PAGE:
Norway - View towards the Haukeli Mountains
( Originally Published 1907 )
Direction—We face now about west-southwest. Surroundings—Barren heights rise behind us, their summits streaked with snow. There is no village here--only one or two farms are within several miles.
That sod-covered roof with the neat ornamental railing around it is the inn proper. The more roughly constructed building just below our feet is an older house which stood here before the inn was built—they use it now for a kitchen. The prettily picturesque affair with the balconies and decorative gables is a sort of annex to the inn, containing bedrooms for guests. Its general design is like that of some of the beautiful old stabbur (storehouses) that one still sees in many parts of Norway. Farmers in old times often made their stabbur much more beautiful than their dwelling houses, perhaps on the same principle which keeps a kitchen table plain and bare, while a chest for best clothes and fine linen might be decorated with hand-carved patterns. In several places nowadays such old stabbur are utilized for bedrooms when the rising tide of summer travel makes extra chambers needed. In this particular case the building is not actually old. It is a modern construction, but the builder had a happy thought and gave it a form like the most admired old models.
All three roofs are sod-covered. That is the favorite finish for a roof in this district. Sheets of birch bark or something of that sort are fastened over the boards, then a layer of sod is placed upon it, roots up, then another layer with roots down ; the two layers interlock and form a fairly close, weather-tight covering. If it does spring a leak, it can usually be mended with a patch of turf or a sprinkling of additional earth. Evidently that kitchen roof, being the oldest of the three, has had to be repaired several times.
These girls are country born and bred, employed at the inn. Their wages would be considered preposterously small in America, but money is scarce here and every krone (twenty-seven cents) is a welcome addition to the little hoard which will some day buy a wedding outfit. Perhaps they may marry and settle down somewhere in this very province. As likely as not destiny may lead them over-seas to end their days in proud proprietorship of comfortable wheat farms in America.
The embroidery on that long white apron was doubtless done by the owner's fingers during long winter evenings. Girls like these all know how to knit their own stockings and long woolen mittens (one-fingered gloves) for winter wear. Many of them can spin too, and weave coarse homespun, such as their dark-colored skirts are made of. The bodices they wear over the white blouses or shirt-waists are of red woolen stuff. All their clothing is of strong, durable material, which lasts a long time, and, as fashions here remain the same from one year to another, a Sunday gown lasts almost a lifetime. White garments, like blouses, aprons and underclothes, are energetically washed in tubs in a little building separate from the house, and then smoothed by pressing under heavy wooden rollers—a device like the "mangle" familiar to British housewives.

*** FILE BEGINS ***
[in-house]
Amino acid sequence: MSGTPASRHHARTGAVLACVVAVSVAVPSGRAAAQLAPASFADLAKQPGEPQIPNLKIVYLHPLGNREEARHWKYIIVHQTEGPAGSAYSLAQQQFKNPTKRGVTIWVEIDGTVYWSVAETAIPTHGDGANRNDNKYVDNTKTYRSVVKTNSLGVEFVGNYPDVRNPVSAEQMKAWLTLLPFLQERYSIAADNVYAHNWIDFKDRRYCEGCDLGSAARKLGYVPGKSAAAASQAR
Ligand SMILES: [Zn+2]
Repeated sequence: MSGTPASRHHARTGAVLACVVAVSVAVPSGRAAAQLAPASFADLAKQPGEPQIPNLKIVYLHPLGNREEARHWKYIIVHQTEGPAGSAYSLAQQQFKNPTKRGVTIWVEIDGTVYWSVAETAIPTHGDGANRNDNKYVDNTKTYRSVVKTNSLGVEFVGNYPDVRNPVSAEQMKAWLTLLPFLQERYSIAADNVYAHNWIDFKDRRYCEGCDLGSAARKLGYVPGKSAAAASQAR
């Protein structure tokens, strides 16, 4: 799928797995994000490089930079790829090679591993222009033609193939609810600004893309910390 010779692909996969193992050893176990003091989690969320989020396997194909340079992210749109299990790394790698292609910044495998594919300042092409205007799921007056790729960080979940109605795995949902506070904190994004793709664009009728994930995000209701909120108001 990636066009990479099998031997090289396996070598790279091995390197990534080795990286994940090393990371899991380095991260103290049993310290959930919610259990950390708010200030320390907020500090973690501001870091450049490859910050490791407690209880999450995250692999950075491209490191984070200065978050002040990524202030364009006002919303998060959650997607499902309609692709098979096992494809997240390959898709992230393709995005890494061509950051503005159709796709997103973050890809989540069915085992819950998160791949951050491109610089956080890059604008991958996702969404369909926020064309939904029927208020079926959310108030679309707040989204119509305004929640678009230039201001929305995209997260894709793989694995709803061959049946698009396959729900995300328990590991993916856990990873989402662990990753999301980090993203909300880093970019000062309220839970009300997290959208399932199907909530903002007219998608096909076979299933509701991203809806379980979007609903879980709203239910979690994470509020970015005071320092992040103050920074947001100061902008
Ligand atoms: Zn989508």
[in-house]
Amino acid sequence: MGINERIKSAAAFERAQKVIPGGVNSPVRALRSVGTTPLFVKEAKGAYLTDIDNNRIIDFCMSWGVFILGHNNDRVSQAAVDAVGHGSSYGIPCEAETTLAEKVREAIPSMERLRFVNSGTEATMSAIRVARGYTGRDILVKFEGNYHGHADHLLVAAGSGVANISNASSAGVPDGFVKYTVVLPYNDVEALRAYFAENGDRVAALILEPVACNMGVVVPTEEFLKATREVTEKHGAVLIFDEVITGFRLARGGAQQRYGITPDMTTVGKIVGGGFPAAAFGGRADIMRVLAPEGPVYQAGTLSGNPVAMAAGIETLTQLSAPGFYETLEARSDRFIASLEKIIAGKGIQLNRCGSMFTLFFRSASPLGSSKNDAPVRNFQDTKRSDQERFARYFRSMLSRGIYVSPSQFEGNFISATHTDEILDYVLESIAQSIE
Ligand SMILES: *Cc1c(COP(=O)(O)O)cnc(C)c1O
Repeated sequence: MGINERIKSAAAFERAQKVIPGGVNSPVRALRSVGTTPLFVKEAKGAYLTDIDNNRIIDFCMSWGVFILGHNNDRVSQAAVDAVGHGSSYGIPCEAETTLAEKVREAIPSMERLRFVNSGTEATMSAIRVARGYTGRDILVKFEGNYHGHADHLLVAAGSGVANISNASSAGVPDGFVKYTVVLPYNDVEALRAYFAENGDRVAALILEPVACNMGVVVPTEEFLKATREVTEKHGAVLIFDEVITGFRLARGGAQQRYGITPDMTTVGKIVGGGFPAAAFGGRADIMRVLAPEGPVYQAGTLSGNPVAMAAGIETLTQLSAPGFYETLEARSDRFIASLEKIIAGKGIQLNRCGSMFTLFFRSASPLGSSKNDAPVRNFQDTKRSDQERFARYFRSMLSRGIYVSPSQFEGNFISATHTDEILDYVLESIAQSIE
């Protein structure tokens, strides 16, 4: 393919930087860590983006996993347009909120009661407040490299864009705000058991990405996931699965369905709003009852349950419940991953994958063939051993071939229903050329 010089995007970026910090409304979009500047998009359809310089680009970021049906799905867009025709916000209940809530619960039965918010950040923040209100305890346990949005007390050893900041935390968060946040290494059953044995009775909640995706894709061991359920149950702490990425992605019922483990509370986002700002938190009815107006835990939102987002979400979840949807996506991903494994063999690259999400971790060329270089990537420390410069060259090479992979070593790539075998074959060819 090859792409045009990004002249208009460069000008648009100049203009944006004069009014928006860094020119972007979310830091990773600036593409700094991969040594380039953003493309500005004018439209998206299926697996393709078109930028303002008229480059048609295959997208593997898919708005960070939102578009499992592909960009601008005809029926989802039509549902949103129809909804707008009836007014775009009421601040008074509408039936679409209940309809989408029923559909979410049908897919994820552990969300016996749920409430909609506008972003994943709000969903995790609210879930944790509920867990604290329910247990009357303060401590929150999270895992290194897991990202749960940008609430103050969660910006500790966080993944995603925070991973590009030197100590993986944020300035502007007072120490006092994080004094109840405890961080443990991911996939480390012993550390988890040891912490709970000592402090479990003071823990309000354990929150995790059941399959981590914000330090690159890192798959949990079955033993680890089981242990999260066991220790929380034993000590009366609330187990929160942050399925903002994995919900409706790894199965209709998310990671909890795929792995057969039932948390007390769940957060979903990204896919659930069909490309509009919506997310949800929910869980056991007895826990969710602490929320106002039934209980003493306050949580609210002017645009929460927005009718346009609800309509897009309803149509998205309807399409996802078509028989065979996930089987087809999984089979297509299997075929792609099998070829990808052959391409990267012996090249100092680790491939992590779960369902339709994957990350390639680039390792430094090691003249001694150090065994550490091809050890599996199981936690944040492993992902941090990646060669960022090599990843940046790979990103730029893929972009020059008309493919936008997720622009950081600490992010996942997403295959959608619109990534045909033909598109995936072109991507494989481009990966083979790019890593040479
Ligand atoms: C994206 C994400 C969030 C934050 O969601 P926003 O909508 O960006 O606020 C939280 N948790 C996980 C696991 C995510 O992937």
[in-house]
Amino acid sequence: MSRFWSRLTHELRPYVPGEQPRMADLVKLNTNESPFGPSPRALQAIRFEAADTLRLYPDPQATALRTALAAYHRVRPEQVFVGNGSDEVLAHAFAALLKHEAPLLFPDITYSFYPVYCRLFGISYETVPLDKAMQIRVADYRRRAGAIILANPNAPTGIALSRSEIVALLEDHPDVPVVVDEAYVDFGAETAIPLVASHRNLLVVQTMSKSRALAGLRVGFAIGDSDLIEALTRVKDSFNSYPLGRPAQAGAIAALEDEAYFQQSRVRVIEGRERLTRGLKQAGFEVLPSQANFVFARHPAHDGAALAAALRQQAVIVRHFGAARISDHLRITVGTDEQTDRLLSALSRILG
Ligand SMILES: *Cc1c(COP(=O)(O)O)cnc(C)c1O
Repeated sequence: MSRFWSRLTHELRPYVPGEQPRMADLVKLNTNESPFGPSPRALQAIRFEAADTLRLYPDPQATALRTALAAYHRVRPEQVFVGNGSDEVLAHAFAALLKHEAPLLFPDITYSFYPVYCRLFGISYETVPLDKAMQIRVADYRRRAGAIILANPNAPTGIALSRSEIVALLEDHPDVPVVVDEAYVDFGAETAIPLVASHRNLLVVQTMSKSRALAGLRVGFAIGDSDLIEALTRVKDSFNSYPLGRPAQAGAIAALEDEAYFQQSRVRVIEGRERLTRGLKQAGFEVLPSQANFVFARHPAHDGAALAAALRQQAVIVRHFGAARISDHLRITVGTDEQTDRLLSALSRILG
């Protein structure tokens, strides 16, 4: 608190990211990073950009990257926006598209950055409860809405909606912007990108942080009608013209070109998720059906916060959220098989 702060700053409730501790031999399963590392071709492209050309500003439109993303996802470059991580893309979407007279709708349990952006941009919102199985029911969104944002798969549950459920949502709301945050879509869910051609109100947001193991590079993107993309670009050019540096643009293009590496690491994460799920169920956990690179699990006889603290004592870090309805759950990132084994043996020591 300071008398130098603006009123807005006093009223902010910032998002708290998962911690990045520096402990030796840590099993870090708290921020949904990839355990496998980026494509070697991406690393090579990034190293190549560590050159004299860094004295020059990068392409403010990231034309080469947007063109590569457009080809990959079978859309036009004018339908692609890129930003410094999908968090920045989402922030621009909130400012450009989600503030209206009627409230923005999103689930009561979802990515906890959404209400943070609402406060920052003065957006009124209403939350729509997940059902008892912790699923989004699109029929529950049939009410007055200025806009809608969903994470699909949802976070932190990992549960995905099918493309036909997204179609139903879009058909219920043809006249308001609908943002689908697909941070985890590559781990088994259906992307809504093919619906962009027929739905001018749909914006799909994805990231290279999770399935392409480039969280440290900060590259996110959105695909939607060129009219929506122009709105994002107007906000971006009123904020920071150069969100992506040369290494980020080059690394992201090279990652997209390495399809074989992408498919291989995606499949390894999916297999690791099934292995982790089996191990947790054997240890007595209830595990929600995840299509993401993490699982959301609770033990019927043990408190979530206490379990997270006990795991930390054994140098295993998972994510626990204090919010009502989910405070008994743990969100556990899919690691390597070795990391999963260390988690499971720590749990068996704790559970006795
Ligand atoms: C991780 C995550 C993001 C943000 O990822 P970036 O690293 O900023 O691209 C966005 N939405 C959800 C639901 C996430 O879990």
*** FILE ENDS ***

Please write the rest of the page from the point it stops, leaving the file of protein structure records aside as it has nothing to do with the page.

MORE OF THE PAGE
The sport hereabouts is considered very good. A number of books have been written by British authors about Norwegian angling, bird shooting and reindeer stalking, all entertaining to a sympathetic reader. Several such books are mentioned on pages 353-354. Hunters who go off tip in the mountains for several days at a time usually take professional guides along with them, for even in midsummer blinding storms of snow and sleet often sweep over the heights, and one needs to be thoroughly familiar with the country in order not to get into trouble. There is seldom a time when those ridges over beyond the lake are entirely clear of snow.
As a tourist continues this journey he climbs still higher and higher. The road leads up over bleak, treeless heights, like those which we have just seen in the distance, and reaches an altitude of more than 3,700 feet. Moisture-laden winds from the Atlantic, blowing in over the land, are often so chilled in sweeping over the height, that what would be a gentle, drizzling rain down in Bergen, turns up here into a shrieking snow-storm. Thus it happens that we find a most un-summer-like landscape effect at the spot where we pause for our next outlook. Find the place marked 28 (on Map 5), a little west of the Botten inn. It is right on the main traveled highway.